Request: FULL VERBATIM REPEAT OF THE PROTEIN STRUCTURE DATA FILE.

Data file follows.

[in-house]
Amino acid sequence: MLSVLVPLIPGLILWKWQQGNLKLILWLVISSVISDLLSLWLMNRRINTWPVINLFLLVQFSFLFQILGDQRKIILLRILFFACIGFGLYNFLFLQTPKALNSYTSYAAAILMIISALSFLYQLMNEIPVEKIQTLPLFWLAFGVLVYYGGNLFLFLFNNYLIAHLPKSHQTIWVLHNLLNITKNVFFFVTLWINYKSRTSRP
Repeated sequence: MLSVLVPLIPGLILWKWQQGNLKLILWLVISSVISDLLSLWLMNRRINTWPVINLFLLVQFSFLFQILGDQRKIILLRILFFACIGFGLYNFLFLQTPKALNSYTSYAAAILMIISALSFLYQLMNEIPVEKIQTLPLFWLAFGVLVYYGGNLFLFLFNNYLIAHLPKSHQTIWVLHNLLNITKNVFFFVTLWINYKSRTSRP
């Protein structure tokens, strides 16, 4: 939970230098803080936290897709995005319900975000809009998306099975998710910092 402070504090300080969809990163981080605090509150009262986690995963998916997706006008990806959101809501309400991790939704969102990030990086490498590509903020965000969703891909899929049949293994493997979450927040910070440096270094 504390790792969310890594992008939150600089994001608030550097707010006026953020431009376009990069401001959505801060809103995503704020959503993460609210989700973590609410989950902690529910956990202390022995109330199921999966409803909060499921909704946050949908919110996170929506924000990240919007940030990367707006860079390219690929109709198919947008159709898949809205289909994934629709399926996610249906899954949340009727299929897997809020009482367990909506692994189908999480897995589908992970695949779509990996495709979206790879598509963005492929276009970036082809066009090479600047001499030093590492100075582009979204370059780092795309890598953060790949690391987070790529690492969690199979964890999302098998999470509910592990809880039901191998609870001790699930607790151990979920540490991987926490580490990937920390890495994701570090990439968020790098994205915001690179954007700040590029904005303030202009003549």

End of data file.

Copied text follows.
[in-house]
Amino acid sequence: MLSVLVPLIPGLILWKWQQGNLKLILWLVISSVISDLLSLWLMNRRINTWPVINLFLLVQFSFLFQILGDQRKIILLRILFFACIGFGLYNFLFLQTPKALNSYTSYAAAILMIISALSFLYQLMNEIPVEKIQTLPLFWLAFGVLVYYGGNLFLFLFNNYLIAHLPKSHQTIWVLHNLLNITKNVFFFVTLWINYKSRTSRP
Repeated sequence: MLSVLVPLIPGLILWKWQQGNLKLILWLVISSVISDLLSLWLMNRRINTWPVINLFLLVQFSFLFQILGDQRKIILLRILFFACIGFGLYNFLFLQTPKALNSYTSYAAAILMIISALSFLYQLMNEIPVEKIQTLPLFWLAFGVLVYYGGNLFLFLFNNYLIAHLPKSHQTIWVLHNLLNITKNVFFFVTLWINYKSRTSRP
């Protein structure tokens, strides 16, 4: 939970230098803080936290897709995005319900975000809009998306099975998710910092 402070504090300080969809990163981080605090509150009262986690995963998916997706006008990806959101809501309400991790939704969102990030990086490498590509903020965000969703891909899929049949293994493997979450927040910070440096270094 504390790792969310890594992008939150600089994001608030550097707010006026953020431009376009990069401001959505801060809103995503704020959503993460609210989700973590609410989950902690529910956990202390022995109330199921999966409803909060499921909704946050949908919110996170929506924000990240919007940030990367707006860079390219690929109709198919947008159709898949809205289909994934629709399926996610249906899954949340009727299929897997809020009482367990909506692994189908999480897995589908992970695949779509990996495709979206790879598509963005492929276009970036082809066009090479600047001499030093590492100075582009979204370059780092795309890598953060790949690391987070790529690492969690199979964890999302098998999470509910592990809880039901191998609870001790699930607790151990979920540490991987926490580490990937920390890495994701570090990439968020790098994205915001690179954007700040590029904005303030202009003549």